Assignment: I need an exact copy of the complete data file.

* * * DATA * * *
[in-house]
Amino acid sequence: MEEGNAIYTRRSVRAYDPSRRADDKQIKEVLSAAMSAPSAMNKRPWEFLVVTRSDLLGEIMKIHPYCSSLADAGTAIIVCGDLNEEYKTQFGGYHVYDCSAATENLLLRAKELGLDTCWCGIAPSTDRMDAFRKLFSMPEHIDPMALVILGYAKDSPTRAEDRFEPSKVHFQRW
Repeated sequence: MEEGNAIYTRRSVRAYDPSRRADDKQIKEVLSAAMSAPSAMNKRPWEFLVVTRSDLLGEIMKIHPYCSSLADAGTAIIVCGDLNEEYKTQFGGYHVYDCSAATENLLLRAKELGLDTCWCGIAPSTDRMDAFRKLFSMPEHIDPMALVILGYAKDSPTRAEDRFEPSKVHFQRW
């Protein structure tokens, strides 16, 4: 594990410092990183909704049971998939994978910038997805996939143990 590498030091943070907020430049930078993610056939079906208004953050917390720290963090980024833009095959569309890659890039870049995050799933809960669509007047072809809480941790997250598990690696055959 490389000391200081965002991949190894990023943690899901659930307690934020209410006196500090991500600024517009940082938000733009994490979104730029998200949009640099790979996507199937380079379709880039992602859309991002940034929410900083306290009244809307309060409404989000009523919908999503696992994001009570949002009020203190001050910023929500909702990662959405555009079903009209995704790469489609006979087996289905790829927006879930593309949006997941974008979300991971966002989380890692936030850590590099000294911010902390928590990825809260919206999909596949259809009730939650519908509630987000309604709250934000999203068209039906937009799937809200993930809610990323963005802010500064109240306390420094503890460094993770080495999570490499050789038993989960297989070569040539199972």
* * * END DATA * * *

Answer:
[in-house]
Amino acid sequence: MEEGNAIYTRRSVRAYDPSRRADDKQIKEVLSAAMSAPSAMNKRPWEFLVVTRSDLLGEIMKIHPYCSSLADAGTAIIVCGDLNEEYKTQFGGYHVYDCSAATENLLLRAKELGLDTCWCGIAPSTDRMDAFRKLFSMPEHIDPMALVILGYAKDSPTRAEDRFEPSKVHFQRW
Repeated sequence: MEEGNAIYTRRSVRAYDPSRRADDKQIKEVLSAAMSAPSAMNKRPWEFLVVTRSDLLGEIMKIHPYCSSLADAGTAIIVCGDLNEEYKTQFGGYHVYDCSAATENLLLRAKELGLDTCWCGIAPSTDRMDAFRKLFSMPEHIDPMALVILGYAKDSPTRAEDRFEPSKVHFQRW
């Protein structure tokens, strides 16, 4: 594990410092990183909704049971998939994978910038997805996939143990 590498030091943070907020430049930078993610056939079906208004953050917390720290963090980024833009095959569309890659890039870049995050799933809960669509007047072809809480941790997250598990690696055959 490389000391200081965002991949190894990023943690899901659930307690934020209410006196500090991500600024517009940082938000733009994490979104730029998200949009640099790979996507199937380079379709880039992602859309991002940034929410900083306290009244809307309060409404989000009523919908999503696992994001009570949002009020203190001050910023929500909702990662959405555009079903009209995704790469489609006979087996289905790829927006879930593309949006997941974008979300991971966002989380890692936030850590590099000294911010902390928590990825809260919206999909596949259809009730939650519908509630987000309604709250934000999203068209039906937009799937809200993930809610990323963005802010500064109240306390420094503890460094993770080495999570490499050789038993989960297989070569040539199972």